Ignatius says that in every soldier’s set of armor there are chinks, little breaks in the armor’s lattice that make the soldier particularly vulnerable in those areas. Ignatius says these particular breaks don’t go away in life. Where and how you are vulnerable will likely remain for the rest of your life. Ignatius simply says, remember, you’re vulnerable. Don’t let down your guard, especially where you know yourself to be vulnerable.
We need spiritual armor. We personally need the 21st century equivalent of the 1st century “armor of God” described in the Letter to the Ephesians so that we can stand firm.[iv] Saint Paul gives a spiritual overlay to the first-century armor of a Roman soldier: a belt of truth buckled around your waist; a breastplate of righteousness to give you courage and protection to face what is wrong and must be righted; your feet fitted so you are ready to spring not to war but to peace; a shield to extinguish the flaming arrows, the strategic attacks of the evil one; a helmet of salvation to guard your mind from what is untrue or fake. That’s first century Roman armor, allegorized.
What armor do you need, now? Let’s pause for a moment. Just ponder this. Where do you need “armor” – protection – in areas where you are very strong and gifted. Where do you need “armor” – protection – in areas where you are quite weak and fearful? We’re most vulnerable in areas where we are very strong and where we are very weak. If you had custom-designed armor – let’s say 3 pieces of armor – where do you need protection from the assault of the evil one, the enemy of our soul? What armor do you need?
There is more going on in this world than meets the eye: the spiritual equivalent to germ warfare. The presence and power of God is operating: God’s light and life and love. God’s invitation for us is to co-operate with how God operates: to claim our need for protection and God’s invincible and available power. And God’s power and protection we’re assured of. Claim it. Claim what you need. Saint Paul writes, “we are more than conquerors through him who loved us. For I am convinced that neither death, nor life, nor angels, nor rulers, nor things present, nor things to come, nor powers, nor height, nor depth, nor anything else in all creation, will be able to separate us from the love of God in Christ Jesus our Lord.”[v] Heads up. Claim the protection you need, the armor God has for you. Take it up… and having done, do not be afraid.[vi]
[i] In Ephesians 6:12-13, Saint Paul writes that “our struggle [in this world] is not against enemies of blood and flesh, but against the rulers, against the authorities, against the cosmic powers of this present darkness, against the spiritual forces of evil in the heavenly places…”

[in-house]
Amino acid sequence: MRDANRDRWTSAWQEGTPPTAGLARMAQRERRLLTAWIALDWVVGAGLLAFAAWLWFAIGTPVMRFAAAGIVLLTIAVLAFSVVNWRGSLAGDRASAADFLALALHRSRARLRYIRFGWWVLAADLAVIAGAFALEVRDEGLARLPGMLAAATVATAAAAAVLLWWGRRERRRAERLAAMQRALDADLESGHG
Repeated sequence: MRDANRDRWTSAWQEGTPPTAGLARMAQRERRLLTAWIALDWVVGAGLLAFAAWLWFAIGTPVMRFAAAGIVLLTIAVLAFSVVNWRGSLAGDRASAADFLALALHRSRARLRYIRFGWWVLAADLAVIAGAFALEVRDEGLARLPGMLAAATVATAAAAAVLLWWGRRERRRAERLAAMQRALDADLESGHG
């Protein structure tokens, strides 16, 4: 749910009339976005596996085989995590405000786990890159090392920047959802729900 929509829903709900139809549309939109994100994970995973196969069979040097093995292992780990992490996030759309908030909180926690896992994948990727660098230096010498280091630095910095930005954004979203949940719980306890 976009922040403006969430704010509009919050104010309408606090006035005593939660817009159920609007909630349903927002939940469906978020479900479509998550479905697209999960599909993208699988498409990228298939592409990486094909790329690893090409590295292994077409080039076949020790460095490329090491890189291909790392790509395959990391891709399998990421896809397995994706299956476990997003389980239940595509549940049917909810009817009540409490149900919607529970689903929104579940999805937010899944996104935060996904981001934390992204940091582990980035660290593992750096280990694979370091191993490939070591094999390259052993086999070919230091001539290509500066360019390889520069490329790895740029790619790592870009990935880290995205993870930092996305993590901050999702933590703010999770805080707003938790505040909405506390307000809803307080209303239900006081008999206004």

[ii] Ephesians 6:10-18.
[iii] Saint Ignatius of Loyola (1491-1556).
[iv] Ephesians 6:14-17.
[v] Romans 8:37-39.
[vi] Ephesians 6:13.
As the daylight changes, as the blankets and mounds of snow melt, and the ground and gardens come back into view, how the perspective changes. We stay out longer as light extends. We see what was hidden: familiar plants along with trash and debris. Today’s scripture stories tell two perspectives: one in a garden, one in a wilderness.
That first garden was Paradise with everything provided. Amazing life with an abundance of food, pleasure, beauty, creatures and companionship. Our first parents had a life of harmony with nature, with each other and with God. They were naked and unashamed.
For centuries, the Church has reflected on the human condition and on temptation as a universal human experience. This fact probably has much to do with our observance of Lent that began last Wednesday. Lent is a forty-day period of self-examination, reflection, and repentance that calls to mind Jesus’ own struggle with temptation.
If you were to look at a calendar you might notice that there are actually forty-six days between Ash Wednesday and Easter Sunday. But, according to the Church’s age-old system of reckoning, Sundays, as feast days commemorating our Lord’s resurrection, are not Lenten days.
Forty days, out of a year, is a relatively short period of time. The longer I live, the shorter it seems. But when it comes to Lent it can’t seem short enough. Today is the first Sunday in Lent and I’m ready for Lent to be over. I don’t like Lent much. So this morning, I am consoling myself with the thought that there are only thirty-six more days of Lent.
Genesis 2:15-17, 3:1-7 and Matthew 4:1-11
Some of you may have noticed as you entered the chapel this morning the icon displayed on the small table in the antechapel. The name of the icon is “Ladder to Heaven,” and it dates from the 12th or 13th century. The original icon can be found at St. Catherine’s Monastery in the Sinai desert.